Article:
Evaluation of the Welfare to Work Voucher Program: Report to Congress
The Welfare to Work Voucher (WtWV) program was initiated in Fiscal Year 1999 when Congress appropriated $283 million for tenant-based housing vouchers to help families make the transition from welfare to work. This appropriation (P.L. 105-276) funded 50,000 new vouchers. The assistance was awarded initially to 129 local and state housing agencies that presented reasonable plans for helping eligible families find available housing and for coordinating these efforts with existing welfare reform and welfare-to-work efforts.
This research offers powerful new evidence concerning the effects of tenant-based rental assistance on self-sufficiency. The experimental design enables one to draw rigorous inferences about the effects of housing vouchers on family well being, independent of all other factors affecting the lives of program participants. Random assignment serves to assure that the treatment and control groups are well matched on both observed and unobserved characteristics at the time of their entry into the study. It thus establishes the strongest possible foundation for understanding whether housing vouchers can assist welfare families in achieving greater financial independence or otherwise improving their lives.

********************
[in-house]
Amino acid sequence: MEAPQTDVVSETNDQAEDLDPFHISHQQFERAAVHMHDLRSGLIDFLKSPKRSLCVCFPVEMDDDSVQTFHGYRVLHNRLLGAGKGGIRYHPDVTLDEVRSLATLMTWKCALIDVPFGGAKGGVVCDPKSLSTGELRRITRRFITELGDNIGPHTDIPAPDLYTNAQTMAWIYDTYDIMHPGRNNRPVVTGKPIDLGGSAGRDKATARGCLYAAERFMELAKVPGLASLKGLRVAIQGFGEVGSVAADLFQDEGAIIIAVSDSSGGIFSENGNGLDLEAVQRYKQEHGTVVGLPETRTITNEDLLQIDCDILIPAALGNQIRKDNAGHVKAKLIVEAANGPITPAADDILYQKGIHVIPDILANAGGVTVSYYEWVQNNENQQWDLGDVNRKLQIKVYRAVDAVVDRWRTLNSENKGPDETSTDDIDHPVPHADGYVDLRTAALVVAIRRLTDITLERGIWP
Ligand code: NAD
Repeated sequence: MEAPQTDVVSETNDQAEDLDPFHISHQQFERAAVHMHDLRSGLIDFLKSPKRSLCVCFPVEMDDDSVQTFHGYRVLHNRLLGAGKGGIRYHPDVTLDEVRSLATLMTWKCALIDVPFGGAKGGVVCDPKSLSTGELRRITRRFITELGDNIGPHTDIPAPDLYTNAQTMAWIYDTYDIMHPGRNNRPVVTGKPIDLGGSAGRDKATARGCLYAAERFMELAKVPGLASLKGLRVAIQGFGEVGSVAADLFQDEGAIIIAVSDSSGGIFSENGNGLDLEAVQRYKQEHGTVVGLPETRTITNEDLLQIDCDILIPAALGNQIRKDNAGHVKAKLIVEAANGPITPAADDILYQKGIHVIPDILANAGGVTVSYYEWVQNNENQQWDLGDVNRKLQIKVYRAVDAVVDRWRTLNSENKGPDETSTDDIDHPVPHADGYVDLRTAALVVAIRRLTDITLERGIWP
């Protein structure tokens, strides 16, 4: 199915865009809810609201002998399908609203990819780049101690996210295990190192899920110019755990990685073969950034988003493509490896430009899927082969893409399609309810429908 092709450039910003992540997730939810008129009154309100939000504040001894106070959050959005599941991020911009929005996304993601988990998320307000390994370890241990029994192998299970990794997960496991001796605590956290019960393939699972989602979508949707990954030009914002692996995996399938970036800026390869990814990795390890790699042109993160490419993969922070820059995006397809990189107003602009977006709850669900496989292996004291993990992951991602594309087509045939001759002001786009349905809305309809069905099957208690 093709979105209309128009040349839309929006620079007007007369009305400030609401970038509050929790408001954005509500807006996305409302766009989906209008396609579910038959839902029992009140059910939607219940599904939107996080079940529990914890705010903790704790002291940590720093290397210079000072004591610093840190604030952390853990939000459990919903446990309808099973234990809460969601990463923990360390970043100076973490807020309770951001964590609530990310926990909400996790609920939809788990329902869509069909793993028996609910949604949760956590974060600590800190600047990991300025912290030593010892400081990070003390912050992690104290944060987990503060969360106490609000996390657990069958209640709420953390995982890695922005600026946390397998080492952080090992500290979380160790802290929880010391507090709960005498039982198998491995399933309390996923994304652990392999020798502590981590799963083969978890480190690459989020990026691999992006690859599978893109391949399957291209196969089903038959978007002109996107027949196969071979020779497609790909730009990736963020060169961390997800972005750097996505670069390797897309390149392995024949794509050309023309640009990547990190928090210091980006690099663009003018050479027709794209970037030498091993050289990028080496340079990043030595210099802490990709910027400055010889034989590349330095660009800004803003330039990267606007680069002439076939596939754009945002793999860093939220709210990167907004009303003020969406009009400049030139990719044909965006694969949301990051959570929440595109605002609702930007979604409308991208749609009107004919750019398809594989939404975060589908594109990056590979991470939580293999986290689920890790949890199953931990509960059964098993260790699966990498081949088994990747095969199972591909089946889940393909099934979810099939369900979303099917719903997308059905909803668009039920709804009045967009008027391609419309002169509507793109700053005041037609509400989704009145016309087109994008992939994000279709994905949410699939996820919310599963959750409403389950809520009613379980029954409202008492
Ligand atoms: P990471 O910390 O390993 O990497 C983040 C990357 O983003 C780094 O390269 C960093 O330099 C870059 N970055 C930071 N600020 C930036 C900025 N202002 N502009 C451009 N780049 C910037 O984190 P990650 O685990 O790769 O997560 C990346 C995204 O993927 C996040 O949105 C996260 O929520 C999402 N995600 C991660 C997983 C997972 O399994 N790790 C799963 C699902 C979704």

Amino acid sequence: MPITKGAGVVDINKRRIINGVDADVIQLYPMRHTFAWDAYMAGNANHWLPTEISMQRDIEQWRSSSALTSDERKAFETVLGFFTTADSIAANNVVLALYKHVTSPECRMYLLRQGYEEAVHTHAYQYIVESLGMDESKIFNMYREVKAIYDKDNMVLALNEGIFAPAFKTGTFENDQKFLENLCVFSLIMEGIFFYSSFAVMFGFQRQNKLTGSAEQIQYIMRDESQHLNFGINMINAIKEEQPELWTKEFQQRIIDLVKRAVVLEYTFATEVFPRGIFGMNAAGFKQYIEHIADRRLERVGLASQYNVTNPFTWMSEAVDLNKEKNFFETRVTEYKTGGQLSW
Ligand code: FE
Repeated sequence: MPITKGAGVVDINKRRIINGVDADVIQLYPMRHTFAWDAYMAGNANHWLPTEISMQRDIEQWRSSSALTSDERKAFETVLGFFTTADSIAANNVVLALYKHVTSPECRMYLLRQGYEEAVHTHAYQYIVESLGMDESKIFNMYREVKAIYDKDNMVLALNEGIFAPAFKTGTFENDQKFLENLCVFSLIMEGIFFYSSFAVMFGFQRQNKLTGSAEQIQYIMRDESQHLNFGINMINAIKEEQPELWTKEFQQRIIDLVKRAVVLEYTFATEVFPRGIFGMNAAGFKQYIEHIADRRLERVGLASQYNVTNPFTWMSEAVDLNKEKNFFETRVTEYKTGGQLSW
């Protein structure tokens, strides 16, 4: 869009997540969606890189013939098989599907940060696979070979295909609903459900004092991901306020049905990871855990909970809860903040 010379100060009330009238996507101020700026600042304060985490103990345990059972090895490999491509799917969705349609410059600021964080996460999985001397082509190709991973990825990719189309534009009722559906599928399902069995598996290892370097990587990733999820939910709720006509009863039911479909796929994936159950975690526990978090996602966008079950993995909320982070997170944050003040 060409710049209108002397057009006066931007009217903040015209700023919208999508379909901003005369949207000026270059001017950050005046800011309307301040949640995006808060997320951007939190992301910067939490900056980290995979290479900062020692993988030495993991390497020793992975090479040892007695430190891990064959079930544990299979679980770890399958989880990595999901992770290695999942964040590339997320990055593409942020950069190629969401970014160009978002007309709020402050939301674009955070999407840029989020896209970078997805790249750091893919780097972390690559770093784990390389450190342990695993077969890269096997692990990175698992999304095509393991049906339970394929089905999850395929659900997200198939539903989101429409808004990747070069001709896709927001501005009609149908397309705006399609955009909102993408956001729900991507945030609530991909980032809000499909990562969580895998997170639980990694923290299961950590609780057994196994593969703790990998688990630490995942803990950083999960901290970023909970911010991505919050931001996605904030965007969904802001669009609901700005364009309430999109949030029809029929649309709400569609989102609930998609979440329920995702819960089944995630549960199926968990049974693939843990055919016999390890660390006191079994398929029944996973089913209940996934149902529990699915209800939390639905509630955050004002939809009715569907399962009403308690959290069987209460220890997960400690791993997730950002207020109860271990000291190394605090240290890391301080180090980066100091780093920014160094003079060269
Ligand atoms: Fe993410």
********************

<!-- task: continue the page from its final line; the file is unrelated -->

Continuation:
This study is especially timely in light of federal and state changes in welfare policies over the past decade, reducing the numbers of families eligible for public assistance and limiting the time period over which they can receive benefits. Housing vouchers may help low-income families become employed and may also help them meet financial needs as they transition from welfare.
The current report presents interim findings as to the impact of the WtWV program on the quality of a family’s residential location, on employment and earnings, and on receipt of public assistance. The analysis, based on a six-site research sample of 8,732 families, makes use of outcome measures derived from tract-level Census data and person-level administrative data. The impact estimates in this report encompass a follow-up period that is five quarters in duration for all sites, and longer for some sites, reflecting the timing of random assignment and the availability of outcome measures.